That being said, it’s worth recognizing that there is still a role for pure product sales transactions in the marketplace today. After all, while most financial advisors only see the role that we as financial advisors play — giving advice, and making recommendations pursuant to that advice — the role of the brokerage industry overall is broader.
When a do-it-yourselfer has a direct relationship with an online brokerage account, but needs to make a call for assistance to place a trade, that is a broker … and one clearly not in the role of giving advice.
And the process of companies issuing stock in an initial (or secondary) public offering, or raising capital by issuing a bond — for which originating brokerage firms and their brokers have to literally sell the stock or bond to investors to distribute the offering — is a sales-based transaction that is essential to our economic system’s capital formation process.
Sometimes, the public just wants to talk to a salesperson to help them effect a sales transaction. After all, when I walk into a clothing store in the mall, I’m not looking for a personal fashion consultant; sometimes I just want a salesperson to help me complete the process of buying what I want, and giving me the relevant product information I need to make the decision.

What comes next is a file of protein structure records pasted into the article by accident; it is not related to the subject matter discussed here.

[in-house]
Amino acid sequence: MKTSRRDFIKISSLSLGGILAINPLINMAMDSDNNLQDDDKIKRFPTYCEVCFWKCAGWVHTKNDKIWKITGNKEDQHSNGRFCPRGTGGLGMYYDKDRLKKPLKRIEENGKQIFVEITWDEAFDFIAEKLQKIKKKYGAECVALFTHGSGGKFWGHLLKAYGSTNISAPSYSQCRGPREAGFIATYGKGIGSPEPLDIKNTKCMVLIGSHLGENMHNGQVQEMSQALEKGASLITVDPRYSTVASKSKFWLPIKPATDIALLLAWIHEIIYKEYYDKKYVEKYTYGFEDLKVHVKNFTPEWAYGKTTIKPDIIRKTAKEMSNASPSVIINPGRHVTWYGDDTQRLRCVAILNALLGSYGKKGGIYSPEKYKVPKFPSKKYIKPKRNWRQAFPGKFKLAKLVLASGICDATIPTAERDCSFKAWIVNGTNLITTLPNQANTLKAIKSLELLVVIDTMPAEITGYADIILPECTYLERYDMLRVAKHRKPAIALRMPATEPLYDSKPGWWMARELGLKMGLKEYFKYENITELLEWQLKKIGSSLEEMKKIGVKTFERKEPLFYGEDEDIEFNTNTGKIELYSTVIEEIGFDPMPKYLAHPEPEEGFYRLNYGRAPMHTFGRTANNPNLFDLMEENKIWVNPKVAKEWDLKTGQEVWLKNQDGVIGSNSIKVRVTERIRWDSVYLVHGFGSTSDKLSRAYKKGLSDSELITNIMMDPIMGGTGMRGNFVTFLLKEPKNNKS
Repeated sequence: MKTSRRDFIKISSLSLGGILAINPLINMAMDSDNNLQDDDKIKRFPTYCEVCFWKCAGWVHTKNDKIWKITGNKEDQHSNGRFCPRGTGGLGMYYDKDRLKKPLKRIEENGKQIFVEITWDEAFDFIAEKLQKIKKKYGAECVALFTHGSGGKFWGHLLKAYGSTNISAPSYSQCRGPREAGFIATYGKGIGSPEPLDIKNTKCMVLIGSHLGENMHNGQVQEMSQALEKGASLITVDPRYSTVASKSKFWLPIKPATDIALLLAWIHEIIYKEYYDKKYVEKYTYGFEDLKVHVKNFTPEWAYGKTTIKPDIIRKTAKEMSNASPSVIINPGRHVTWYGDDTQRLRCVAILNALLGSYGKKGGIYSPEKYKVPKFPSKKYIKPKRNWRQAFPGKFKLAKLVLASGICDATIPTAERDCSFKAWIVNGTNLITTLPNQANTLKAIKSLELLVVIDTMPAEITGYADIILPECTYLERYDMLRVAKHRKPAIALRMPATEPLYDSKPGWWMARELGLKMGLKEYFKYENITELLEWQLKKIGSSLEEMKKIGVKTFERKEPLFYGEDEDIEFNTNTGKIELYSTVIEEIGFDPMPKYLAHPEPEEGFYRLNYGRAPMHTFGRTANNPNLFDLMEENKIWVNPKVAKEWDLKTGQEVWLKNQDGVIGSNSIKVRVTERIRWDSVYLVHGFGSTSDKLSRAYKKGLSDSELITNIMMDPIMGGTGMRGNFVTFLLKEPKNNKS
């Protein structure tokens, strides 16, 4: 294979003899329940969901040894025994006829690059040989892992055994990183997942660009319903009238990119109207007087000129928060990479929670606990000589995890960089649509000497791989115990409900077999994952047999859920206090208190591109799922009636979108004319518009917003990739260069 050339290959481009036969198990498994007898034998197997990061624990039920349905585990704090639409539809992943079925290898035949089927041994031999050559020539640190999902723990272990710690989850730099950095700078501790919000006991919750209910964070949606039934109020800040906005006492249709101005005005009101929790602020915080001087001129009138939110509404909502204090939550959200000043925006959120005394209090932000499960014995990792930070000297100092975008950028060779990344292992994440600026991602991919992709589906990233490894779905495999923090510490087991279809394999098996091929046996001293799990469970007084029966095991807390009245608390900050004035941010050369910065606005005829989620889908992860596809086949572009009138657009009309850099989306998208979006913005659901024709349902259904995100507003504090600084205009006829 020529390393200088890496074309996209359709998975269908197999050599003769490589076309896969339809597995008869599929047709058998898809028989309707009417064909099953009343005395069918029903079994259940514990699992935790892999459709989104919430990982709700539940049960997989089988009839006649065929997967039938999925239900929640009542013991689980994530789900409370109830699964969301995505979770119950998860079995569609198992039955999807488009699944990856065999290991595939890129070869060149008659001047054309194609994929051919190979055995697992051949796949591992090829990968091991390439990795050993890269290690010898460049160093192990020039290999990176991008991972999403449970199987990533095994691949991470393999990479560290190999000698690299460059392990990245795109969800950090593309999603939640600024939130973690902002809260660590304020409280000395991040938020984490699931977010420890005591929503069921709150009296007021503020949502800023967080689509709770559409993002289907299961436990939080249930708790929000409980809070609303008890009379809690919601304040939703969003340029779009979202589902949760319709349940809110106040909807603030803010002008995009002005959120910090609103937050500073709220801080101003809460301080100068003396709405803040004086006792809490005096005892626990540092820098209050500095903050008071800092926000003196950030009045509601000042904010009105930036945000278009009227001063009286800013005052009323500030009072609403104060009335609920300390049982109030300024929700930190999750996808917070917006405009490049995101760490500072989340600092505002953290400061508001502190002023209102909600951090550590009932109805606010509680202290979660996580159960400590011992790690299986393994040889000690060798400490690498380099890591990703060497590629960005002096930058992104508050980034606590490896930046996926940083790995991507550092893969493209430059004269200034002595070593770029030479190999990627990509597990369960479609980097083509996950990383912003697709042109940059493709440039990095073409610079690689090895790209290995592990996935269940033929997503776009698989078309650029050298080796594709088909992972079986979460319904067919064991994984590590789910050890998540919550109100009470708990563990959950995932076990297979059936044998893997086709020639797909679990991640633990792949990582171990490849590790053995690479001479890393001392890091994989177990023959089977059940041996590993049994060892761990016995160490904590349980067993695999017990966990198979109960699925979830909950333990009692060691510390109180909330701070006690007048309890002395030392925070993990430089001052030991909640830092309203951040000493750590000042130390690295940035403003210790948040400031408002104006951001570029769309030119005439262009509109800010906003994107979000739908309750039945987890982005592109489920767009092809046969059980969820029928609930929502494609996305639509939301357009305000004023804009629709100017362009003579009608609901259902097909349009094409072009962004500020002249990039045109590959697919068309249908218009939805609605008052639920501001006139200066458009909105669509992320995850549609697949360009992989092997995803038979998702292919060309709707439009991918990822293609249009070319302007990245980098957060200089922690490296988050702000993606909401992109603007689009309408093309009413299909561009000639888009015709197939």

In this context, it is arguably fair to suggest that perhaps the DoL’s rule really didn’t leave much — or enough — room for the kind of non-fiduciary truly-non-advice sales transactions that do happen in the brokerage and annuity industries.
As Judge Stewart did note, the rule arguably left room for a pure order-taking broker, who simply acts on the client’s instructions and does not provide anything that even might be construed as a recommendation. But at the same time, there was not exactly a clear “seller’s exemption” for those operating in a sales capacity with the general public (though notably there was actually a seller’s exemption to protect sales pitches to plans with greater than $50M of assets, that were presumed to be sophisticated enough to understand the nature of the sales-not-advice relationship).